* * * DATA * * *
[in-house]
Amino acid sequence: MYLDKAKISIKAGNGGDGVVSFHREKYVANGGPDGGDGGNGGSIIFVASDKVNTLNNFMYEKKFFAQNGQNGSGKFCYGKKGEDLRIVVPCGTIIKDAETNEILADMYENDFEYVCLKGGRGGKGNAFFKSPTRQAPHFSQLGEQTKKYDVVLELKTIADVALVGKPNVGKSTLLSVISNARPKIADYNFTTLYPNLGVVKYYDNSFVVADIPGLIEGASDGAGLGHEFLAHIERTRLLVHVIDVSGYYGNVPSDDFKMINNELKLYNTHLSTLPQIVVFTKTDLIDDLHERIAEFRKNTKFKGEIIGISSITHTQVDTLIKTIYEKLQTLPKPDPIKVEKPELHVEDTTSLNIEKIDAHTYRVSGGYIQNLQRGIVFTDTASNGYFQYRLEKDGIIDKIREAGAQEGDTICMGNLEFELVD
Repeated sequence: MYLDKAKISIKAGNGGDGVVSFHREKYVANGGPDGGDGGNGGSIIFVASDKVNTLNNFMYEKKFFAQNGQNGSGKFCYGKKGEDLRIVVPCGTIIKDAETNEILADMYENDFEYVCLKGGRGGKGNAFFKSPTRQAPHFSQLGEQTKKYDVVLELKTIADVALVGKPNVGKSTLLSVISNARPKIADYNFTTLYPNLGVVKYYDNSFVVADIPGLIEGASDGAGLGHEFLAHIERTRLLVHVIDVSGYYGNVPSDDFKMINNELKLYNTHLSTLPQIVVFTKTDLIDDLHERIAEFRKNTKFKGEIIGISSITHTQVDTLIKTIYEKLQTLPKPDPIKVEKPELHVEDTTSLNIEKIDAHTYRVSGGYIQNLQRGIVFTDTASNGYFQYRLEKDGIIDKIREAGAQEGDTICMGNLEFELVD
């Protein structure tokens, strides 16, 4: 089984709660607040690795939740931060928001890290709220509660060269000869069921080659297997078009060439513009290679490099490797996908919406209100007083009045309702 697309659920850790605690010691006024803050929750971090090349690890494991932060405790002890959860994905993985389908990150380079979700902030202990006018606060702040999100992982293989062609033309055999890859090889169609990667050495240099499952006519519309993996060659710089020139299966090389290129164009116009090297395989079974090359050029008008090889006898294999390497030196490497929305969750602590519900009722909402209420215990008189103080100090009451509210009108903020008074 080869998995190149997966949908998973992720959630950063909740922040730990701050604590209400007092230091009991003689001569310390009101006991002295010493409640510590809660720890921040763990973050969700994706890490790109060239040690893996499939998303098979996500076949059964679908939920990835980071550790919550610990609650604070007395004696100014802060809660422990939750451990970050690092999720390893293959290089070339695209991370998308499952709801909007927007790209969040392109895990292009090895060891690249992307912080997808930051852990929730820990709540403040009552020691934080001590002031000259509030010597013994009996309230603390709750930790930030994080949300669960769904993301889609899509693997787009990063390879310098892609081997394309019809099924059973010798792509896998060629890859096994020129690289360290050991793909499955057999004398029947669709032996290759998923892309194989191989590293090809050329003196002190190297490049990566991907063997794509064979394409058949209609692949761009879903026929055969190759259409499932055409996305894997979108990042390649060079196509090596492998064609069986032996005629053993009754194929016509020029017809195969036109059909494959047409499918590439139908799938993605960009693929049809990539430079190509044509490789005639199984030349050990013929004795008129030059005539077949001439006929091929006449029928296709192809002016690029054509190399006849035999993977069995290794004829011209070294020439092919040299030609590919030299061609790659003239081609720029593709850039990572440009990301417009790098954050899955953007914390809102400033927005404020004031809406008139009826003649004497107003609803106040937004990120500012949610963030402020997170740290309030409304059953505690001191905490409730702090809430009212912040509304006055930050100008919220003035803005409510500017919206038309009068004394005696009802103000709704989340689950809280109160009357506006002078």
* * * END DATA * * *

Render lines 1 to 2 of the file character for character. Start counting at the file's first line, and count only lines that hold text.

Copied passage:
[in-house]
Amino acid sequence: MYLDKAKISIKAGNGGDGVVSFHREKYVANGGPDGGDGGNGGSIIFVASDKVNTLNNFMYEKKFFAQNGQNGSGKFCYGKKGEDLRIVVPCGTIIKDAETNEILADMYENDFEYVCLKGGRGGKGNAFFKSPTRQAPHFSQLGEQTKKYDVVLELKTIADVALVGKPNVGKSTLLSVISNARPKIADYNFTTLYPNLGVVKYYDNSFVVADIPGLIEGASDGAGLGHEFLAHIERTRLLVHVIDVSGYYGNVPSDDFKMINNELKLYNTHLSTLPQIVVFTKTDLIDDLHERIAEFRKNTKFKGEIIGISSITHTQVDTLIKTIYEKLQTLPKPDPIKVEKPELHVEDTTSLNIEKIDAHTYRVSGGYIQNLQRGIVFTDTASNGYFQYRLEKDGIIDKIREAGAQEGDTICMGNLEFELVD